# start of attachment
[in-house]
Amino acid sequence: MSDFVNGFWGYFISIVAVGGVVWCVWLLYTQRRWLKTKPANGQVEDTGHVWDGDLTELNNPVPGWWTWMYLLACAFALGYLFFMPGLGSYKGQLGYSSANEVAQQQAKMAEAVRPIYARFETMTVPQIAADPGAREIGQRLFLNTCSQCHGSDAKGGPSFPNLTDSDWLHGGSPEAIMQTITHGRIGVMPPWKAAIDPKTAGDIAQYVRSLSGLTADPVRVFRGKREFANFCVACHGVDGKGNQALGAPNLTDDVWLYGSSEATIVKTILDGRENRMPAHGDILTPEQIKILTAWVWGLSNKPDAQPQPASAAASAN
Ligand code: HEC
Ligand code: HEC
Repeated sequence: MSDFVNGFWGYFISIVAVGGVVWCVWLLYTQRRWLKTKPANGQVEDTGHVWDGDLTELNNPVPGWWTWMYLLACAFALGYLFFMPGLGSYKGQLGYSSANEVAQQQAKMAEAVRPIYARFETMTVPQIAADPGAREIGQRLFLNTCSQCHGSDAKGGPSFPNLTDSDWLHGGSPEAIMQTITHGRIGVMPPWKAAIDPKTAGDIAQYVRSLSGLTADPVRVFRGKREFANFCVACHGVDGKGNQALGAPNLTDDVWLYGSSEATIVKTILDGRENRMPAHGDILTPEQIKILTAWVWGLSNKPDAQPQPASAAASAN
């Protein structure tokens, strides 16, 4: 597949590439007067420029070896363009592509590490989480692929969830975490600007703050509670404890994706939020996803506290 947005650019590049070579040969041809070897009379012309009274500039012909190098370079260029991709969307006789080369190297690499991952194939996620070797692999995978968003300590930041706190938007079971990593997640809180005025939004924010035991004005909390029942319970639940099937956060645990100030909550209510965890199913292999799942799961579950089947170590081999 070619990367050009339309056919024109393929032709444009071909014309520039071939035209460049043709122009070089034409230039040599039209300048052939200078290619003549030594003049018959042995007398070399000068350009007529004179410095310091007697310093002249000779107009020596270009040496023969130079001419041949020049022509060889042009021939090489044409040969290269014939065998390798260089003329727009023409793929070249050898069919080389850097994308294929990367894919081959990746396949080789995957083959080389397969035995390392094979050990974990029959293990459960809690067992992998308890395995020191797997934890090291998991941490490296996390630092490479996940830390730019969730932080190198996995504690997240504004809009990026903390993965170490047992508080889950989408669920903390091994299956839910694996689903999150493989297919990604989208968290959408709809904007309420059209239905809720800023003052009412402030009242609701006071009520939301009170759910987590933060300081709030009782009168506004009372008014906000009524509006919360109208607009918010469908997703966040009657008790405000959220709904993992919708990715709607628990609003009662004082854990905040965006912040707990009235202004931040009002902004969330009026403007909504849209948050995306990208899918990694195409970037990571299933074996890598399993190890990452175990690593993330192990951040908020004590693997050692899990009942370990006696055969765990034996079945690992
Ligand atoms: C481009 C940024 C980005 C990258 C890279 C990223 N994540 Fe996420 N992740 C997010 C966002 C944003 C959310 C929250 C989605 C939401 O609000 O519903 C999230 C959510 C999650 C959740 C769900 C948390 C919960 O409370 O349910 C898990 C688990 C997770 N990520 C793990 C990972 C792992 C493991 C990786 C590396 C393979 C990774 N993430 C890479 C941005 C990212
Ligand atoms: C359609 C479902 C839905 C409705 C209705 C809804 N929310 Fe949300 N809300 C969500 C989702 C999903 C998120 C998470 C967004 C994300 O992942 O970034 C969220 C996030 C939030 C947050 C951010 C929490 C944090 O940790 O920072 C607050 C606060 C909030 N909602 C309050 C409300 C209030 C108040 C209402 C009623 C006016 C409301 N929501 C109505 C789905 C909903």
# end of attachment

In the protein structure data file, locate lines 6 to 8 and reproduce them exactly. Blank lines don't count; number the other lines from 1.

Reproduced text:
């Protein structure tokens, strides 16, 4: 597949590439007067420029070896363009592509590490989480692929969830975490600007703050509670404890994706939020996803506290 947005650019590049070579040969041809070897009379012309009274500039012909190098370079260029991709969307006789080369190297690499991952194939996620070797692999995978968003300590930041706190938007079971990593997640809180005025939004924010035991004005909390029942319970639940099937956060645990100030909550209510965890199913292999799942799961579950089947170590081999 070619990367050009339309056919024109393929032709444009071909014309520039071939035209460049043709122009070089034409230039040599039209300048052939200078290619003549030594003049018959042995007398070399000068350009007529004179410095310091007697310093002249000779107009020596270009040496023969130079001419041949020049022509060889042009021939090489044409040969290269014939065998390798260089003329727009023409793929070249050898069919080389850097994308294929990367894919081959990746396949080789995957083959080389397969035995390392094979050990974990029959293990459960809690067992992998308890395995020191797997934890090291998991941490490296996390630092490479996940830390730019969730932080190198996995504690997240504004809009990026903390993965170490047992508080889950989408669920903390091994299956839910694996689903999150493989297919990604989208968290959408709809904007309420059209239905809720800023003052009412402030009242609701006071009520939301009170759910987590933060300081709030009782009168506004009372008014906000009524509006919360109208607009918010469908997703966040009657008790405000959220709904993992919708990715709607628990609003009662004082854990905040965006912040707990009235202004931040009002902004969330009026403007909504849209948050995306990208899918990694195409970037990571299933074996890598399993190890990452175990690593993330192990951040908020004590693997050692899990009942370990006696055969765990034996079945690992
Ligand atoms: C481009 C940024 C980005 C990258 C890279 C990223 N994540 Fe996420 N992740 C997010 C966002 C944003 C959310 C929250 C989605 C939401 O609000 O519903 C999230 C959510 C999650 C959740 C769900 C948390 C919960 O409370 O349910 C898990 C688990 C997770 N990520 C793990 C990972 C792992 C493991 C990786 C590396 C393979 C990774 N993430 C890479 C941005 C990212
Ligand atoms: C359609 C479902 C839905 C409705 C209705 C809804 N929310 Fe949300 N809300 C969500 C989702 C999903 C998120 C998470 C967004 C994300 O992942 O970034 C969220 C996030 C939030 C947050 C951010 C929490 C944090 O940790 O920072 C607050 C606060 C909030 N909602 C309050 C409300 C209030 C108040 C209402 C009623 C006016 C409301 N929501 C109505 C789905 C909903």